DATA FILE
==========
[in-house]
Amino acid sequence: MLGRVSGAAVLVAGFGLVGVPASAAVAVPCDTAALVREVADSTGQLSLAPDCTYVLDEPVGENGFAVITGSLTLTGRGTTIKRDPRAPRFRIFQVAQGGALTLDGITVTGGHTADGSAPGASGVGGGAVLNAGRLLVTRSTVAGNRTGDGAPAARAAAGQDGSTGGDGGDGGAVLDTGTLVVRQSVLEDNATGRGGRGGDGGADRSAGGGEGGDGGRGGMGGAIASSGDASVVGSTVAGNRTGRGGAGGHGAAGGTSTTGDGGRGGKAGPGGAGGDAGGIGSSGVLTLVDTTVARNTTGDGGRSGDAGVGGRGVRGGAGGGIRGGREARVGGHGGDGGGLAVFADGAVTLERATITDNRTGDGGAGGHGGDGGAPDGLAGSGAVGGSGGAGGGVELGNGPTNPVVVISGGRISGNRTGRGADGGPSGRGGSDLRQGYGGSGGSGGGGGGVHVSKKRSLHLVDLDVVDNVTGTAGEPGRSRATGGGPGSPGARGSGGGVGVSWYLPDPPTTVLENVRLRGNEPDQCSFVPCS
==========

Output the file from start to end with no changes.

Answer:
[in-house]
Amino acid sequence: MLGRVSGAAVLVAGFGLVGVPASAAVAVPCDTAALVREVADSTGQLSLAPDCTYVLDEPVGENGFAVITGSLTLTGRGTTIKRDPRAPRFRIFQVAQGGALTLDGITVTGGHTADGSAPGASGVGGGAVLNAGRLLVTRSTVAGNRTGDGAPAARAAAGQDGSTGGDGGDGGAVLDTGTLVVRQSVLEDNATGRGGRGGDGGADRSAGGGEGGDGGRGGMGGAIASSGDASVVGSTVAGNRTGRGGAGGHGAAGGTSTTGDGGRGGKAGPGGAGGDAGGIGSSGVLTLVDTTVARNTTGDGGRSGDAGVGGRGVRGGAGGGIRGGREARVGGHGGDGGGLAVFADGAVTLERATITDNRTGDGGAGGHGGDGGAPDGLAGSGAVGGSGGAGGGVELGNGPTNPVVVISGGRISGNRTGRGADGGPSGRGGSDLRQGYGGSGGSGGGGGGVHVSKKRSLHLVDLDVVDNVTGTAGEPGRSRATGGGPGSPGARGSGGGVGVSWYLPDPPTTVLENVRLRGNEPDQCSFVPCS